IMAGE: Clementina Cantoni
AP file
Clementina Cantoni's first request after her release to the Italian Embassy was for a bowl of spaghetti.
updated 6/10/2005 2:13:38 PM ET 2005-06-10T18:13:38

An Italian aid worker held hostage in Afghanistan for more than three weeks arrived home Friday saying she’d been “treated well,” but she expressed concern for detainees still being held.

Premier Silvio Berlusconi was among those gathered Friday evening at Rome’s Ciampino military airport to greet Clementina Cantoni, 32. He went aboard the plane and escorted Cantoni, looking pale and emotional, onto Italian soil.

Cantoni’s first request after her release to the Italian Embassy was for a bowl of spaghetti, said the Italian ambassador in Kabul, Ettore Francesco Sequi.

After her return, she went to Rome’s courthouse, where anti-terrorism prosecutors waited to question her. She was accompanied by her parents and brother.

Cantoni was released Thursday in Kabul, the Afghan capital, where she had been abducted by armed men May 16. She was working for CARE International on a project helping Afghan widows and their families.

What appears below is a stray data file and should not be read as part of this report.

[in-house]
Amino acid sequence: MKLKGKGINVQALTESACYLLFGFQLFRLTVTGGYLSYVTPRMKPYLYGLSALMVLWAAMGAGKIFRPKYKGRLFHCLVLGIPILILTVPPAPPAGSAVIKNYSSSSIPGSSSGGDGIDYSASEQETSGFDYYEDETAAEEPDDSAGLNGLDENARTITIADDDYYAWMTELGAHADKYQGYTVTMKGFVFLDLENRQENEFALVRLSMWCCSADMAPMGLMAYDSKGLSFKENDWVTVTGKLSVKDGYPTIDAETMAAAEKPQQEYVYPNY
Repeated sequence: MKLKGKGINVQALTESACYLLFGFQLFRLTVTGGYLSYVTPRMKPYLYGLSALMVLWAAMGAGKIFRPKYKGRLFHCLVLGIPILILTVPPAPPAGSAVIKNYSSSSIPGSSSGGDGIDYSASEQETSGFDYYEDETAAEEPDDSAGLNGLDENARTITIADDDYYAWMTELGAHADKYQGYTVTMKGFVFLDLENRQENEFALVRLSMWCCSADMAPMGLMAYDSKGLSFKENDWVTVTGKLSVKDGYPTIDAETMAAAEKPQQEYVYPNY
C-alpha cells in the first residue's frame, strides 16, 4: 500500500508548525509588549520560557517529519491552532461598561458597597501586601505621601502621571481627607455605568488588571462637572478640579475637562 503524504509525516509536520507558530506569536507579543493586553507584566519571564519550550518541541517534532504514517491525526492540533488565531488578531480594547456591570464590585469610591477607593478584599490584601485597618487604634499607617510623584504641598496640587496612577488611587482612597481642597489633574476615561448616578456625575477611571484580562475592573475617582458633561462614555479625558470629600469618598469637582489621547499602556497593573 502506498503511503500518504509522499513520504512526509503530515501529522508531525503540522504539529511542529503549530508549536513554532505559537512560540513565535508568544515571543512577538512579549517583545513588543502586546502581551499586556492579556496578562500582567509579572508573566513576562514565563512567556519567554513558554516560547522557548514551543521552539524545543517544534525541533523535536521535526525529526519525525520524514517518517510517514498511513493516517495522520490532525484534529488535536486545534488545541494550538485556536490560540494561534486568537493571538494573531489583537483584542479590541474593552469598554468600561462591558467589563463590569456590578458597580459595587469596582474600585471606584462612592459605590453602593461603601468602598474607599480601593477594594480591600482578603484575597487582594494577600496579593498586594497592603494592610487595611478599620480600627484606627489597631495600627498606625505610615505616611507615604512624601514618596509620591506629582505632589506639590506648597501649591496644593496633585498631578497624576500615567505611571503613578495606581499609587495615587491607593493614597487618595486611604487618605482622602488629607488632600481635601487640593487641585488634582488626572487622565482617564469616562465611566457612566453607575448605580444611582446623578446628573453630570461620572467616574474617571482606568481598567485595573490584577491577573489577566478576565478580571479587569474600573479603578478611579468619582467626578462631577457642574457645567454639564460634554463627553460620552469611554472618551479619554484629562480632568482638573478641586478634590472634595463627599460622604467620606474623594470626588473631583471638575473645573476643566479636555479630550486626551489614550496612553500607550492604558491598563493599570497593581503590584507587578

“Thank you, everything is OK,” Cantoni, wearing a black shirt and jeans, was quoted as saying by the ANSA news agency. “I have been treated well. But I think about other people who are still held hostage.”

No ransom
The Afghan government said Thursday no ransom was paid or concessions made to obtain Cantoni’s release.

But Italian papers said Cantoni’s freedom was secured thanks to the release from prison of the head kidnapper’s mother. ANSA said the mother was detained for alleged involvement in a previous abduction case.

The alleged exchange occurred in an apartment in Kabul with a local businessman acting as a mediator, said the Italian daily newspaper Corriere della Sera.

Italy reacted with joy and relief at the news of Cantoni’s release. Her parents broke into tears and hugged each other at their home in Milan, a family friend said. The country’s top officials expressed their joy.

“Clementina free, the end of a nightmare,” read the banner headline of Turin-daily La Stampa.

The release came after three weeks of near-daily protests by Afghan widows waving signs and chanting slogans. Nationally respected clerics issued a ruling against the kidnapping.

© 2012 The Associated Press. All rights reserved. This material may not be published, broadcast, rewritten or redistributed.


Discussion comments


Most active discussions

  1. votes comments
  2. votes comments
  3. votes comments
  4. votes comments